It would be remiss of me not to mention Alf Tansey and Henry Shepherd for ensuring the success of the School Foundation – a charitable body that has donated colossal sums of money to the school during recent years and without which, there would be no sports hall and far fewer scholarships and bursaries. Similarly, I would like to pay particular tribute to Hazel Trapnell as her continuing support for the school manifests itself in so many different ways though I know that public acclaim is the very last thing that she desires. Hazel, thank you so much – you always have our interests at heart and your support is always so well considered.
We were tremendously sad to lose Graeme Marrs, President of the Old Rossallian Club in the Autumn of 2019. As an incoming Head, I could not have asked for a more supportive friend than Graeme. We think of him often and I am delighted that Graeme’s Garden (named in his honour) is a place of such joy at the heart of our school. Our rabbits, chickens and pygmy goats will soon be joined by some alpacas and I am sure that Graeme would have approved and chuckled at the antics of our unruly animals!
We are grateful to all Old Rossallians who have expressed support for the School during this time and your generosity enables us to enrich the lives of current pupils in so many different ways. I am delighted that the Foundation’s most recent gift means that we will be able to re-decorate the Dining Hall this summer.
I was pleased that we were able to pass on a modest discount on the summer term fees. Rossall School produces no discernable surplus but through very careful financial management and recourse to the government’s furloughing scheme, we have been able to absorb some of the cost of this discount which currently stands at just under one million pounds. The loss of summer school income has posed further challenge but, nevertheless, we have somehow found the means to provide some very limited additional support to struggling families. Senior Staff have voluntarily taken sizable pay cuts, capital expenditure projects have been suspended and our cost base reduced. All of this is worthwhile, for it safeguards the school for the future.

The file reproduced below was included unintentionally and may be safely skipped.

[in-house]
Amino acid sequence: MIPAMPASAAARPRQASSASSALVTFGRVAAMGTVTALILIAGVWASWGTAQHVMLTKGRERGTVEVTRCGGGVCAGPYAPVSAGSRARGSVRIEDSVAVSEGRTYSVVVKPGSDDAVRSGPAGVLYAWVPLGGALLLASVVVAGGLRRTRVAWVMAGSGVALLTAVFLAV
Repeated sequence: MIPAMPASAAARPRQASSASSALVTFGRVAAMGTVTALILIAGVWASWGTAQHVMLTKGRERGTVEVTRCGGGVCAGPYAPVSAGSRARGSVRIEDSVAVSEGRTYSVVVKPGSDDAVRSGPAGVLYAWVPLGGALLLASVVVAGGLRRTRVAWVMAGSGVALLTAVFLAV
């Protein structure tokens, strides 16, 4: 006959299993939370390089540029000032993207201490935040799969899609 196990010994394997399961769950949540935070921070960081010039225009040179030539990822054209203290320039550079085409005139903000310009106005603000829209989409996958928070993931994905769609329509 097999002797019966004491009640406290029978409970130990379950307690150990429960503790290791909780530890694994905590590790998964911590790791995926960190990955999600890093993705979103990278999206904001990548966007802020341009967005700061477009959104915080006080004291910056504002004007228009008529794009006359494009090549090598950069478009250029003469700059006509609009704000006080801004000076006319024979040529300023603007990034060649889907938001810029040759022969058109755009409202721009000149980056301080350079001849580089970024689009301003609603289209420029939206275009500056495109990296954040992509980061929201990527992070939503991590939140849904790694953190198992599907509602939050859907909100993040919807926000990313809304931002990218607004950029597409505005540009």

I would like to thank our parents for understanding the rationale underpinning the decisions that we took back in March and appreciating our desire to share the pain of recent times, but in such a manner that serves to safeguard the future of Rossall. That support will never be taken for granted and will be repaid many times over in terms of the quality of everything that we do next year and beyond.
It is now time to announce various new initiatives for the forthcoming year.
First of all, Captain Lee Magowan has been appointed as Rossall’s first ever Director of Leadership and Adventure Education. He is about to leave the army after twenty three years of distinguished service, which has included tours of Afghanistan, Kosovo and Iraq. His enthusiasm will drive forward the development of the Combined Cadet Force and Duke of Edinburgh Award Scheme and we intend to launch an integrated adventure training curriculum which will include expeditions and outdoor activities for every year group in both the Junior and Senior Schools.
We have also appointed our first ever Director of Health and Wellbeing, who is Rachel Magowan and, yes, she is Lee’s wife. Rachel has a background in mental health nursing and she has also been a health visitor, and a hospital inspector for the Quality Care Commission. It is her role to develop the scope of our counselling provision and to ensure that what was a traditional school medical centre gradually becomes a modern health and wellbeing centre – a place where staff and pupils gravitate in order to take positive steps to look after their emotional and physical health. It is my belief that this will be an especially important consideration post COVID-19.